Local volunteers and students gathered near the Chicano House to celebrate the opening of “Jardín Tonatiuh,” a garden meant to promote healthy living and sustainability among students and the community.
Students signed up for their personal plot as soon as the announcement was made that a space behind the Chicano House on North University Drive was to be reserved for a garden in which students could plant and grow whatever they wanted, said sophomore, Alex Hernandez, 19, a Chicano studies major and garden director for Movimineto Estudiantil Chicano de Aztlan (MEChA).
“This has been our vision, and I think we’re going to execute it today,” said Hernandez, who along with professors and community volunteers helped to organize and open the garden.
“A lot of us come from communities that are so called low-income,” Henandez said. “To us the biggest issue is access to healthy food.”
Junk food is easily attained but healthy food is usually expensive so cost becomes an important concern, said Hernandez.
“We need to start eating healthy, so what we’re trying to promote is students to become self-sustainable to grow their own food and become connected with the land,” he said.
Reggae and Spanish Rock played from speakers to entertain students while they dug out and laid 16 square spaces which will be used to plant and grow various plants and flowers and promote locally grown food.
“I think about people who’re out there all day in construction or picking fruit,” said senior Luis Miranda, 22, a Chicano studies major who works with MEChA and the Chicano House. “Most (people) don’t appreciate working outdoors all day. You don’t get that feel for life, you don’t get that connection with the land.”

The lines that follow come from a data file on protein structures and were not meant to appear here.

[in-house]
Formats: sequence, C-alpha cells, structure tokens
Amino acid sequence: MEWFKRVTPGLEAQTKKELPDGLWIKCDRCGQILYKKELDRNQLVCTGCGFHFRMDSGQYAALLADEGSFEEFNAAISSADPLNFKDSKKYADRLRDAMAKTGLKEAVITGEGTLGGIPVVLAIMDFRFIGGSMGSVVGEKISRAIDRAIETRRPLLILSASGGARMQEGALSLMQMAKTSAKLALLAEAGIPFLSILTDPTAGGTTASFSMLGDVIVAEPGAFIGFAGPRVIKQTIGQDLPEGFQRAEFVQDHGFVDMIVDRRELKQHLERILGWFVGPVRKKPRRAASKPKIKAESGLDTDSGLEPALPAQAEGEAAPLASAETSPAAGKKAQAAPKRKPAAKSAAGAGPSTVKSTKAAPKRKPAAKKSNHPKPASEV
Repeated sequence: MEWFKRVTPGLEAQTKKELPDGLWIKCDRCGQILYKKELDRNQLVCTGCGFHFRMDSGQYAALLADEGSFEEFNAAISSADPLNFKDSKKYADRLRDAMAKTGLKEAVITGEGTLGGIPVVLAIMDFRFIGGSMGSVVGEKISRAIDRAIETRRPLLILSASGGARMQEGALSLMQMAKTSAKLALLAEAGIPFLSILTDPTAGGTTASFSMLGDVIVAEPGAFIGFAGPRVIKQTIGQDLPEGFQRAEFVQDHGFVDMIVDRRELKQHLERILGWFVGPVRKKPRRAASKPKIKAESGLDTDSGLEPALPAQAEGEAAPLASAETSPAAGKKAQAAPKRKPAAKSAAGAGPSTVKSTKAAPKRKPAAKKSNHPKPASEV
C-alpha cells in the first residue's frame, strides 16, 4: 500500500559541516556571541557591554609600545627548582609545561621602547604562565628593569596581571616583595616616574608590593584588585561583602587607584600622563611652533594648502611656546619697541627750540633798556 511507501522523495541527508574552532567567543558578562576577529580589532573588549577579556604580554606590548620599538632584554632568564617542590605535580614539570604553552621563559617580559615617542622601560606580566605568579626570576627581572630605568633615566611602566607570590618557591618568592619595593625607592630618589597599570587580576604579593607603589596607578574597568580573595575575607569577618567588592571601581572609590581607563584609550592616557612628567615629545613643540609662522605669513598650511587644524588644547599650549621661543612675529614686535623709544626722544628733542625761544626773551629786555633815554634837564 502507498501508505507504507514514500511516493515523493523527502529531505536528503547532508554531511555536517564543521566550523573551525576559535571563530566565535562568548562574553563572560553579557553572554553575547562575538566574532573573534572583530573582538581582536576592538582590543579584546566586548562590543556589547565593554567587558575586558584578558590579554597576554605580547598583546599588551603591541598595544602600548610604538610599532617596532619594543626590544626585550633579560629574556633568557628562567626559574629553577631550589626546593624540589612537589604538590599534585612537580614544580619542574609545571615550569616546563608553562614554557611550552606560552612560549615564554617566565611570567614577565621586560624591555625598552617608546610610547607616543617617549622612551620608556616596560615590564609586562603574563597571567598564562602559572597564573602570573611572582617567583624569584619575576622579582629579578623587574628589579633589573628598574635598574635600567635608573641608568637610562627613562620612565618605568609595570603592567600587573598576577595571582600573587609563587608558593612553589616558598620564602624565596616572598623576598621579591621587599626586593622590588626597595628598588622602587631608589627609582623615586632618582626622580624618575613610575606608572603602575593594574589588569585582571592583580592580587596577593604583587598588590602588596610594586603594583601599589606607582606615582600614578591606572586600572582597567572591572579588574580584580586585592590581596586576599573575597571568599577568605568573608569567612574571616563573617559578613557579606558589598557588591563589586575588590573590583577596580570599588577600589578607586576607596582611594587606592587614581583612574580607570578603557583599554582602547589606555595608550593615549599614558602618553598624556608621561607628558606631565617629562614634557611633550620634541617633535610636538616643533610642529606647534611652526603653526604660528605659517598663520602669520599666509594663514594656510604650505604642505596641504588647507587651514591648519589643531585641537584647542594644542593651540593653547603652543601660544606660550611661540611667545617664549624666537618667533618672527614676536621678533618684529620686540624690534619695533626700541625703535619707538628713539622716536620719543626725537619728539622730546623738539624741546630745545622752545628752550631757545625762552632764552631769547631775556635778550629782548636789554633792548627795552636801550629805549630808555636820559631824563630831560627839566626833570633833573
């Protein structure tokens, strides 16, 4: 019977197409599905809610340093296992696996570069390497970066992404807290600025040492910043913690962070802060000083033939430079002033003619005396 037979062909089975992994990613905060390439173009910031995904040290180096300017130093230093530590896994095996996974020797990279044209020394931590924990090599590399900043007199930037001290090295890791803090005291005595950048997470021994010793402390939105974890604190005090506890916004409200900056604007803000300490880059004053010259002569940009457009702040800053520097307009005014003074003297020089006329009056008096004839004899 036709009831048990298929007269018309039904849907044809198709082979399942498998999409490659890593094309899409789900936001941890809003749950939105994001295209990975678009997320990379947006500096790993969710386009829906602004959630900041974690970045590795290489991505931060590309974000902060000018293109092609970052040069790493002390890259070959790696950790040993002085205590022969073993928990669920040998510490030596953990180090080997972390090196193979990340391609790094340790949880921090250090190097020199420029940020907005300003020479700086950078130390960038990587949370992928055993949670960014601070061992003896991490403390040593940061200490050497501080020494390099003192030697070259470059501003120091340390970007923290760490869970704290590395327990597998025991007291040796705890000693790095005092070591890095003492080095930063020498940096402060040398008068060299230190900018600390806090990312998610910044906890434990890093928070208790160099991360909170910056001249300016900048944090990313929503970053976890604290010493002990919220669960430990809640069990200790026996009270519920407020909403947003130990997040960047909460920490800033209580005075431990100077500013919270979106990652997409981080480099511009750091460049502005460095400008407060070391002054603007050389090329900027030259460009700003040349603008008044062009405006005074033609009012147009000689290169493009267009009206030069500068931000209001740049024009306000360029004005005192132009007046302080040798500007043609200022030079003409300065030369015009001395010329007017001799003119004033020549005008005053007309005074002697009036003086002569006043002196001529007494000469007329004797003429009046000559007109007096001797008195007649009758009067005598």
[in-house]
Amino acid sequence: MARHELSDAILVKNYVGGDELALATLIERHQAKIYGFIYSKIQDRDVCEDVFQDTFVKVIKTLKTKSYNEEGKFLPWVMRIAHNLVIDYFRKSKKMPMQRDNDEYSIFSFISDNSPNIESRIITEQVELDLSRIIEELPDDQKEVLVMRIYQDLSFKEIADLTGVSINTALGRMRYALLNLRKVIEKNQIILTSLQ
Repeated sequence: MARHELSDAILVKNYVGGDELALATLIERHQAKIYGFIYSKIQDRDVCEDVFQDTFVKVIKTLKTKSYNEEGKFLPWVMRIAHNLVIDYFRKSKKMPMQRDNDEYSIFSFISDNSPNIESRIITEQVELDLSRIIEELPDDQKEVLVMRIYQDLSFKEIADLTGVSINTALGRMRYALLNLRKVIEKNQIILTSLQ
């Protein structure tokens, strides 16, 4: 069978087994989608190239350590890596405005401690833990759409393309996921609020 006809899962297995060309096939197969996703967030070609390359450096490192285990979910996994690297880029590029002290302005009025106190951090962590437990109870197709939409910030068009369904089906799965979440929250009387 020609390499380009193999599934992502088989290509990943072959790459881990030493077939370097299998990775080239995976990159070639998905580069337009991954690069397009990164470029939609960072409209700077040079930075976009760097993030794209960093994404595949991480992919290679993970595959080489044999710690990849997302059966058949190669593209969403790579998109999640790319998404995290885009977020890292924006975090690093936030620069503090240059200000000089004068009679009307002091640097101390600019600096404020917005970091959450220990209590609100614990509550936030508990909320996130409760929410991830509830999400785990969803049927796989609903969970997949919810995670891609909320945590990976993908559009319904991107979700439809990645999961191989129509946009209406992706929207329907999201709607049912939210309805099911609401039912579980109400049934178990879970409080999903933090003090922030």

Miranda said Jardín Tonatiuh has the potential to create an awareness of what workers must go through to provide the food that we all eat.
“Everybody should respect the earth,” said Miranda. “We don’t know what it feels like to have to go out everyday, dig a hole, and bend over for 90 percent of the day picking fruit. These workers should be among the highest paid because they’re doing stuff we don’t want to do.”
Among the objectives which organizers hope Tonatiuh Garden will accomplish is not only to increase awareness and appreciation of the amount of labor behind our food, but to promote physical and mental health through better eating and exercise.
Jorge Garcia, professor of Chicano studies, said it is important to maintain that relationship with the land by working closely with it, but that relationship also encourages healthy eating.
“We specialize in junk-food,” Garcia said. “There’s too much fat and grease, it’s too refined and processed. So it’s good to do some exercise planting and sowing fruits and vegetables (that) are good for you. Everything can be grown around us, locally, even though we’re in the middle of the city, at least a large part of it. People are always talking about how to promote healthy living and lengthen lives, so this garden is part of that campaign of fighting for better health.”
Hernandez said Jardin Tonatiuh, which in Nahuatl means “the one whose purpose is to give off hear or light,” will create a sense of community and increase knowledge of plants and their relationship to culture and history.
Hernandez also said many professors and MEChA members wish to expand the garden to include not only CSUN students but individuals within the community.
“Right here, we’re going to know every little process that goes into our food,” said Hernandez. “It’s a chance for us to remember that our families have struggled to provide us with quality food.”